Re: When to use utility/framework classes
- View SourceHullo Andy,
>In this scenario I'd most likely have done exactly the same as you have done.
> In these types of scenarios how do we know when to jump from our TDD
> implementation to the utility class or framework?
You started with:
* A FileScanner with a full set of tests
* Your in progress class with a developing set of tests.
You noticed a smell, some potential duplication, or observed a similiarity
which could be exploited. I might also have extracted a superclass /
superinterface from the original FileScanner if that made sense given the
context within which I was developing...
When do you know when to jump?
* If you're not confident but have a feeling that this is the right thing to do then
spike out and satisfy your curiosity.
* If your curiosity proves your feelings were right then go with it.
* If you feel, after spiking, that your original path was more appropriate, then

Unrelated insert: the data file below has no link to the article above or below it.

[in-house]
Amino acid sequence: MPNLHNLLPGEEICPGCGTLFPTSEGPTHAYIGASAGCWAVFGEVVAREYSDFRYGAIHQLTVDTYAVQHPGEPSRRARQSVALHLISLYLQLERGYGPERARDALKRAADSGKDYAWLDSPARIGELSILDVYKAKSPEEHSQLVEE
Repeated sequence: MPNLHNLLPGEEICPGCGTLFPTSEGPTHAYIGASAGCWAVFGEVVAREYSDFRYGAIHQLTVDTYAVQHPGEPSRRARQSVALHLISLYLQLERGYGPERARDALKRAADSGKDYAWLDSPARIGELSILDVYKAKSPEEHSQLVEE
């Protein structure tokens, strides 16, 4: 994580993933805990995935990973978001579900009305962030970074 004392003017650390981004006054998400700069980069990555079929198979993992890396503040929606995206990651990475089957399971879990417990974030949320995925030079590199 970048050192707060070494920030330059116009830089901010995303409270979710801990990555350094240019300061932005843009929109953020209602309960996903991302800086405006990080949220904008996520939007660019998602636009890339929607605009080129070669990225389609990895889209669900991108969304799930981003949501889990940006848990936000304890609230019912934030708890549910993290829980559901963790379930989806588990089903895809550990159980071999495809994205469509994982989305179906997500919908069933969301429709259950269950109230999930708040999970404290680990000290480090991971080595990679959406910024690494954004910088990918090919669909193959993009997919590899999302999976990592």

go with that... It might be time to consider other options that popped into your
mind as you spiked out...
So it sounds like you navigated the possibilities and made sensible step by
step improvements which allowed your current solution to emerge as it is
today. That's TDD in a nutshell. You've got passing tests that codify the intent
of your endeavours which also document the extent to which the solution is
applicable and demonstrate how to use the classes to developers consuming
your code, be they team mates or other customers.
Is mise le meas,
- View SourceOn Thursday, May 1, 2003, at 2:29:26 AM, Andy Sipe wrote:
> Several times in the last couple of weeks I have come across a similarHard question. Usually I just go with my intuition of how hard the utility
> problem. When doing TDD, how do you know when to jump to a utility or
> framework class to solve your problem?
looks compared to how hard it is to just code what I want. Often I will do
a little spike with the utility, to increase my knowledge and reduce my
fear of it.
Logic is overrated as a system of thought.